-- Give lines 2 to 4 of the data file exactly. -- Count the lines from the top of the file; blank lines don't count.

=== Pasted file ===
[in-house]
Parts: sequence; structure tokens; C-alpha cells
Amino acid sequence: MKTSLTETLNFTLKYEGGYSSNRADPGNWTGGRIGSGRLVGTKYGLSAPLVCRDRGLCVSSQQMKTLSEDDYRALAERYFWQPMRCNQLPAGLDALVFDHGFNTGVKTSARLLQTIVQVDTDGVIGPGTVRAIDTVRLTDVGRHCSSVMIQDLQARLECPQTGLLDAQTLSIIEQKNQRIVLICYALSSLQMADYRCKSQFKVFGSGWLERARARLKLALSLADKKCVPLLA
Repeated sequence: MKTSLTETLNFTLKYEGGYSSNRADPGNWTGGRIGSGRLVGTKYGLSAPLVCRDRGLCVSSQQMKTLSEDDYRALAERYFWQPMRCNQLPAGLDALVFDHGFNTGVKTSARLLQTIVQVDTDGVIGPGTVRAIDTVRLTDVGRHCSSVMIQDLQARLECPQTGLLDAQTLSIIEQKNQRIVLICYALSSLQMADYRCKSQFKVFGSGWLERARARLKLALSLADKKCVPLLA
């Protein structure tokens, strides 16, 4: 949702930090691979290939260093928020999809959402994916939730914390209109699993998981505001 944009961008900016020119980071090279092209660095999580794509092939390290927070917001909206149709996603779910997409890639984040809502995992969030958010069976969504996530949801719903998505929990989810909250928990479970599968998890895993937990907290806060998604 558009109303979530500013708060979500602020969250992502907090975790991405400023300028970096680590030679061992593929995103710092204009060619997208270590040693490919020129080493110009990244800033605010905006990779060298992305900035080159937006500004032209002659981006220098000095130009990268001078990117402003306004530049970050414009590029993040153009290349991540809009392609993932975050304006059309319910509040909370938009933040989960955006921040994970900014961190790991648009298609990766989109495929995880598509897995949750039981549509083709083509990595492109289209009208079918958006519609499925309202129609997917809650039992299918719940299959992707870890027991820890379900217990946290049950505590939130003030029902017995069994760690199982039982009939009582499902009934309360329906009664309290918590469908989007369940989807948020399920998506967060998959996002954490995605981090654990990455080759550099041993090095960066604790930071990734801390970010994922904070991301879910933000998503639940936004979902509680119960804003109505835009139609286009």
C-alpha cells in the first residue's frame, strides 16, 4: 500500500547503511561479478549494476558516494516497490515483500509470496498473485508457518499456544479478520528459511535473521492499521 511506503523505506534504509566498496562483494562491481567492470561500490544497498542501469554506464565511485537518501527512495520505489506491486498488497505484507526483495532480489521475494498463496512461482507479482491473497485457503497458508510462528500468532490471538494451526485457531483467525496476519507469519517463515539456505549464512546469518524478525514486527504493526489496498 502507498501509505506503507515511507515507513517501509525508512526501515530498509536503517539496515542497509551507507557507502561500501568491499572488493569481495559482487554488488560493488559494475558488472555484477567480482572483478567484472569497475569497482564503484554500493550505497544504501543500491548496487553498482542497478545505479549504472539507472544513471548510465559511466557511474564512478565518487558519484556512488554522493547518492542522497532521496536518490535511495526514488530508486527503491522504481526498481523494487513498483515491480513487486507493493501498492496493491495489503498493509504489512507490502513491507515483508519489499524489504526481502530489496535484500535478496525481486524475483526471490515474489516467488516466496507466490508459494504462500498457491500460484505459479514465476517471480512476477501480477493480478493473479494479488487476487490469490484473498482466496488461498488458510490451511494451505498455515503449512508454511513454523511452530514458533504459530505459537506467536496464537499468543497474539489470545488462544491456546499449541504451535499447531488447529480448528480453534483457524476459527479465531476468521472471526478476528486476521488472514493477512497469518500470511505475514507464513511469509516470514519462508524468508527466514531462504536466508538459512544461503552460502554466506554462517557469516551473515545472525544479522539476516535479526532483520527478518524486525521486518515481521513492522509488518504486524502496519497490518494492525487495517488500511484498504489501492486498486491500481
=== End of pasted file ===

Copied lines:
Parts: sequence; structure tokens; C-alpha cells
Amino acid sequence: MKTSLTETLNFTLKYEGGYSSNRADPGNWTGGRIGSGRLVGTKYGLSAPLVCRDRGLCVSSQQMKTLSEDDYRALAERYFWQPMRCNQLPAGLDALVFDHGFNTGVKTSARLLQTIVQVDTDGVIGPGTVRAIDTVRLTDVGRHCSSVMIQDLQARLECPQTGLLDAQTLSIIEQKNQRIVLICYALSSLQMADYRCKSQFKVFGSGWLERARARLKLALSLADKKCVPLLA
Repeated sequence: MKTSLTETLNFTLKYEGGYSSNRADPGNWTGGRIGSGRLVGTKYGLSAPLVCRDRGLCVSSQQMKTLSEDDYRALAERYFWQPMRCNQLPAGLDALVFDHGFNTGVKTSARLLQTIVQVDTDGVIGPGTVRAIDTVRLTDVGRHCSSVMIQDLQARLECPQTGLLDAQTLSIIEQKNQRIVLICYALSSLQMADYRCKSQFKVFGSGWLERARARLKLALSLADKKCVPLLA